Many of us have an old handie, usually for 2m, that we love. One thats served us well over the years and whos features and ergonomics suit us. For me that device is the Alinco DJ-F1E.
Over the years ive had many handhelds. My first was an Alinco KT-22, a copy of a venerable Icom design and set to frequency using thumbwheel switches. This unit was stolen off my belt outside Doncaster market. It was a big chunky beast, and whilst outside a B&Q store was once asked by a fellow if he could 'borrow my phone' - this was back in the days of TACS analogue mobile phones!
This was followed, after some playing about with a UHF Icom mobile at the start of the UK 'novice' era, with an Icom dual bander, W-21A I think? Not a great radio and this eventually passed on to my protege Bob M1BBV. I then got an Alinco DJ-S1E off of Martin Lynch's stall at Drayton rally one year.
I loved the S1, but it had one drawback - no DTMF! It also had very few memories. But both were upgradable. In time, I added the keypad and the memory unit. I then sold it.
Now, after owning and selling several, im on my third F1E. The F1 differs from the S1 in that it comes with the keypad. Ive since upgraded it with the addition of the CTCSS/DTMF codec and the memory module.
But this brings us back to the big problem - batteries. Over the years, the NiCd packs wear out and fail. Battery technology advances, and when you come to re-cell the pack (quite easy on these) you can no longer get the same capacity cells. Usually not a problem, as the bigger cells just need a little longer to charge. The Alinco stock slow charger is 70mA, although mine runs at 80mA.
This is fine if you've re-celled with say 800mah, over the original 600mah. But, I found a deal with a fellow SOTA activator for 2500mah (2.5A!!!) Hybrid NiMH tagged cells. The stock charger would take over 50h to charge these, and risks serious damage from overcharging.
So whats the answer? No stock charger for this handheld could cope, and are all very expensive. No 'intelligent' consumer charger can be used as they are tagged cells in a pack, not loose cells.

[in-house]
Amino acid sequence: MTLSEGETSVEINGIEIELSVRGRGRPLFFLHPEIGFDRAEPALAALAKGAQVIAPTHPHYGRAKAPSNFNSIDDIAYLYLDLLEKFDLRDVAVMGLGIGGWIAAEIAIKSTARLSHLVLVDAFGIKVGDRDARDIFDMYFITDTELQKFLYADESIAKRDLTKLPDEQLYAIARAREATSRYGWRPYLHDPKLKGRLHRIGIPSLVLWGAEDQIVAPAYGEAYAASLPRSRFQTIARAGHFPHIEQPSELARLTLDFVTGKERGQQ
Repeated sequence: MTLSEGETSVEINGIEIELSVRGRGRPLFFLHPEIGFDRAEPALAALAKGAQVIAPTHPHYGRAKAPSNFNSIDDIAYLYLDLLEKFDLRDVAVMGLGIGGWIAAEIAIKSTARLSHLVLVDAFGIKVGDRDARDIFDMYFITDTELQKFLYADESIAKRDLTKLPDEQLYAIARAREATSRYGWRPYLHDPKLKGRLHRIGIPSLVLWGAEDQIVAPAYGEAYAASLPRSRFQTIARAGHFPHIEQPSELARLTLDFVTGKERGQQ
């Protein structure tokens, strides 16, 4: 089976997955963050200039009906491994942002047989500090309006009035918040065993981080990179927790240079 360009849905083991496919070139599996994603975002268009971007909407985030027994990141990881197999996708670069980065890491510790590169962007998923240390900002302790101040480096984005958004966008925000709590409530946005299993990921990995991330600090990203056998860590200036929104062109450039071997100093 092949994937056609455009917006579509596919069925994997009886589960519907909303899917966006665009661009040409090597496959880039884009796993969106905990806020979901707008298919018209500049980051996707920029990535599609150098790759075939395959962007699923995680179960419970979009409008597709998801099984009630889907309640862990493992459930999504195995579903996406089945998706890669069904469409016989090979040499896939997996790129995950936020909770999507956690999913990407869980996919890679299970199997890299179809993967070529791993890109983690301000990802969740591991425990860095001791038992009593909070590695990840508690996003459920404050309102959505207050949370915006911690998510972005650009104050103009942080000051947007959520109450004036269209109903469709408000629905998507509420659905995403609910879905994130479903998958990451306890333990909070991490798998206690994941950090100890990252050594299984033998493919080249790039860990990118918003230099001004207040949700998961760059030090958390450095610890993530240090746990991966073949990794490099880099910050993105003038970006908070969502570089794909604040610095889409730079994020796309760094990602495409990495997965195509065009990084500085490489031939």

I then came across a little known aspect of the rather bizarre sport of 'Airsoft'...
For those not familiar with this, Airsoft is an odd activity in which realistic looking plastic guns are used to shoot 6mm plastic balls at people. This is a game enjoyed by people, seemingly all boys, dressed in excessive amounts of surplus kit, using illegal comms in no particular correct manner, all of whom seem to be either built wider than they are tall and with a prediliction for cake and chips, or overtly macho of the type invariably seen on Ripon station waiting for the train home on the evening of the first day of basic training, or more commonly - at the end of the first day of selection weekend. All strive to cultivate a 1000yd stare and rarely extend their visual range beyond a couple of feet. They pop up all over technical, ammunition and forces forums asking deeply involved questions that they could answer from a copy of 'Soldier', or making comments in threads which demonstrate their complete lack of service/understanding/IQ.
In fact, it seems they cannot be trusted to know what size and voltage battery their gun takes!
Now this leads to a great opportunity! Their battery chargers are cheap, intellegent, automatic. Fitted with a generic model plug, they connect to any NiCd or NiMH pack between 4-10 cells, automatically set the voltage and use deltaV monitoring to asses state of charge and turn off point. At just about £12 inc. postage, I opted for a VapexTech VTE500P. Sold as an Airsoft charger (or, oddly, a model charger for a couple of quid more!), it came with a short adapter cable from the normal model connector to a mini version, which I decided to sacrifice, as I have no need for it, to provide the connections to the Alinco charger.
The idea was simple - remove the power pack and cable from the Alinco charger stand, and replace it with the adapter cable. This done, the next step was to bridge over the current limit resistor in the housing that allowed the stand to be used with the different voltage packs, as this is now done by the new charger. Simples.
Now, the charger will sense for itself whether the pack is the 12v 800mah, or the 8.4v 2500mah. And instead of 50h and the risk of serious overcharging, it will handle the big capacity pack in around 5h, and the little one in about 2h!
And, just in time for the big walk!